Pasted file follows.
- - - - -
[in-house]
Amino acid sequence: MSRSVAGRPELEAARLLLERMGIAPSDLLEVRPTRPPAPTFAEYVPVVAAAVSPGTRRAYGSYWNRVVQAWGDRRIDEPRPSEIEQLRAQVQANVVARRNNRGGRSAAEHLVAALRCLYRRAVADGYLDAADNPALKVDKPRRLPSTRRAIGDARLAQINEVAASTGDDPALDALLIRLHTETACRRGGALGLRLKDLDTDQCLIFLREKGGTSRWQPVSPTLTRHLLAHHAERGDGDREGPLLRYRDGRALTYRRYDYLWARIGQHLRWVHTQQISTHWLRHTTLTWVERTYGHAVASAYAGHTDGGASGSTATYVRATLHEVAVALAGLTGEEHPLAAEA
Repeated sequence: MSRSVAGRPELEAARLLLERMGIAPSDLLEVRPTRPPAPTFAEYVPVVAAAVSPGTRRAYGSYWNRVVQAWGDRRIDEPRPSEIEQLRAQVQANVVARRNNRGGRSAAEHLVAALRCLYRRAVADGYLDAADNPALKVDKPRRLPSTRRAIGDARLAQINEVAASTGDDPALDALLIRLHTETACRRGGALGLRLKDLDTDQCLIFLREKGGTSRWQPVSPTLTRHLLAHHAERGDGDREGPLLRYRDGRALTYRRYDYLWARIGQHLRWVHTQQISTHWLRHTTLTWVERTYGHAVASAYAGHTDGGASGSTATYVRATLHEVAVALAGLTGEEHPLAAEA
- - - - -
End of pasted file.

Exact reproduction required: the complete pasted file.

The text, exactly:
[in-house]
Amino acid sequence: MSRSVAGRPELEAARLLLERMGIAPSDLLEVRPTRPPAPTFAEYVPVVAAAVSPGTRRAYGSYWNRVVQAWGDRRIDEPRPSEIEQLRAQVQANVVARRNNRGGRSAAEHLVAALRCLYRRAVADGYLDAADNPALKVDKPRRLPSTRRAIGDARLAQINEVAASTGDDPALDALLIRLHTETACRRGGALGLRLKDLDTDQCLIFLREKGGTSRWQPVSPTLTRHLLAHHAERGDGDREGPLLRYRDGRALTYRRYDYLWARIGQHLRWVHTQQISTHWLRHTTLTWVERTYGHAVASAYAGHTDGGASGSTATYVRATLHEVAVALAGLTGEEHPLAAEA
Repeated sequence: MSRSVAGRPELEAARLLLERMGIAPSDLLEVRPTRPPAPTFAEYVPVVAAAVSPGTRRAYGSYWNRVVQAWGDRRIDEPRPSEIEQLRAQVQANVVARRNNRGGRSAAEHLVAALRCLYRRAVADGYLDAADNPALKVDKPRRLPSTRRAIGDARLAQINEVAASTGDDPALDALLIRLHTETACRRGGALGLRLKDLDTDQCLIFLREKGGTSRWQPVSPTLTRHLLAHHAERGDGDREGPLLRYRDGRALTYRRYDYLWARIGQHLRWVHTQQISTHWLRHTTLTWVERTYGHAVASAYAGHTDGGASGSTATYVRATLHEVAVALAGLTGEEHPLAAEA